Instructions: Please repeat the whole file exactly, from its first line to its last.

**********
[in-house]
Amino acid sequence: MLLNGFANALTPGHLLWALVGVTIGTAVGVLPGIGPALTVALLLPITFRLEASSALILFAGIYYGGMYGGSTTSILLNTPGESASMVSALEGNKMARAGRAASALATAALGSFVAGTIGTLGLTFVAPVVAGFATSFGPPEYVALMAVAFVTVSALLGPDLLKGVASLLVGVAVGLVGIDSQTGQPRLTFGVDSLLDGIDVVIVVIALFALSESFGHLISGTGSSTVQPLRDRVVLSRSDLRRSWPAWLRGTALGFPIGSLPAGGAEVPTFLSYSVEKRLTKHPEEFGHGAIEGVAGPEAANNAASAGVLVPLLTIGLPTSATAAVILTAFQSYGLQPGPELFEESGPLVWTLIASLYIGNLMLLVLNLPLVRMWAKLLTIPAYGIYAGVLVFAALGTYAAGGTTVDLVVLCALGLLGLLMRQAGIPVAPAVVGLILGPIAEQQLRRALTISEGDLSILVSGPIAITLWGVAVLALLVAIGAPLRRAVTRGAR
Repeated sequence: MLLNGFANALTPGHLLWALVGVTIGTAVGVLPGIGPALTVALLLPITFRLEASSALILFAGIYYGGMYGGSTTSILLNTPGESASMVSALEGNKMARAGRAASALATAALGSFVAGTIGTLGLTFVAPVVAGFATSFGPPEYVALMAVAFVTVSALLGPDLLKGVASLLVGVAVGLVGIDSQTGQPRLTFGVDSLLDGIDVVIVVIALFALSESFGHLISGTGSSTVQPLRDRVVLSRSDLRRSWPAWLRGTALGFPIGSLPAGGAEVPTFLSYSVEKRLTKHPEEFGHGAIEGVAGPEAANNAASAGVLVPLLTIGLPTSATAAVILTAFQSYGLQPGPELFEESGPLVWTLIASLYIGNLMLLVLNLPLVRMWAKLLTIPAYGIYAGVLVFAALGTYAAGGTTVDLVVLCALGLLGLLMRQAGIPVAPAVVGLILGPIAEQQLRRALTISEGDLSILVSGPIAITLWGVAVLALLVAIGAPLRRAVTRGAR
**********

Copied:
[in-house]
Amino acid sequence: MLLNGFANALTPGHLLWALVGVTIGTAVGVLPGIGPALTVALLLPITFRLEASSALILFAGIYYGGMYGGSTTSILLNTPGESASMVSALEGNKMARAGRAASALATAALGSFVAGTIGTLGLTFVAPVVAGFATSFGPPEYVALMAVAFVTVSALLGPDLLKGVASLLVGVAVGLVGIDSQTGQPRLTFGVDSLLDGIDVVIVVIALFALSESFGHLISGTGSSTVQPLRDRVVLSRSDLRRSWPAWLRGTALGFPIGSLPAGGAEVPTFLSYSVEKRLTKHPEEFGHGAIEGVAGPEAANNAASAGVLVPLLTIGLPTSATAAVILTAFQSYGLQPGPELFEESGPLVWTLIASLYIGNLMLLVLNLPLVRMWAKLLTIPAYGIYAGVLVFAALGTYAAGGTTVDLVVLCALGLLGLLMRQAGIPVAPAVVGLILGPIAEQQLRRALTISEGDLSILVSGPIAITLWGVAVLALLVAIGAPLRRAVTRGAR
Repeated sequence: MLLNGFANALTPGHLLWALVGVTIGTAVGVLPGIGPALTVALLLPITFRLEASSALILFAGIYYGGMYGGSTTSILLNTPGESASMVSALEGNKMARAGRAASALATAALGSFVAGTIGTLGLTFVAPVVAGFATSFGPPEYVALMAVAFVTVSALLGPDLLKGVASLLVGVAVGLVGIDSQTGQPRLTFGVDSLLDGIDVVIVVIALFALSESFGHLISGTGSSTVQPLRDRVVLSRSDLRRSWPAWLRGTALGFPIGSLPAGGAEVPTFLSYSVEKRLTKHPEEFGHGAIEGVAGPEAANNAASAGVLVPLLTIGLPTSATAAVILTAFQSYGLQPGPELFEESGPLVWTLIASLYIGNLMLLVLNLPLVRMWAKLLTIPAYGIYAGVLVFAALGTYAAGGTTVDLVVLCALGLLGLLMRQAGIPVAPAVVGLILGPIAEQQLRRALTISEGDLSILVSGPIAITLWGVAVLALLVAIGAPLRRAVTRGAR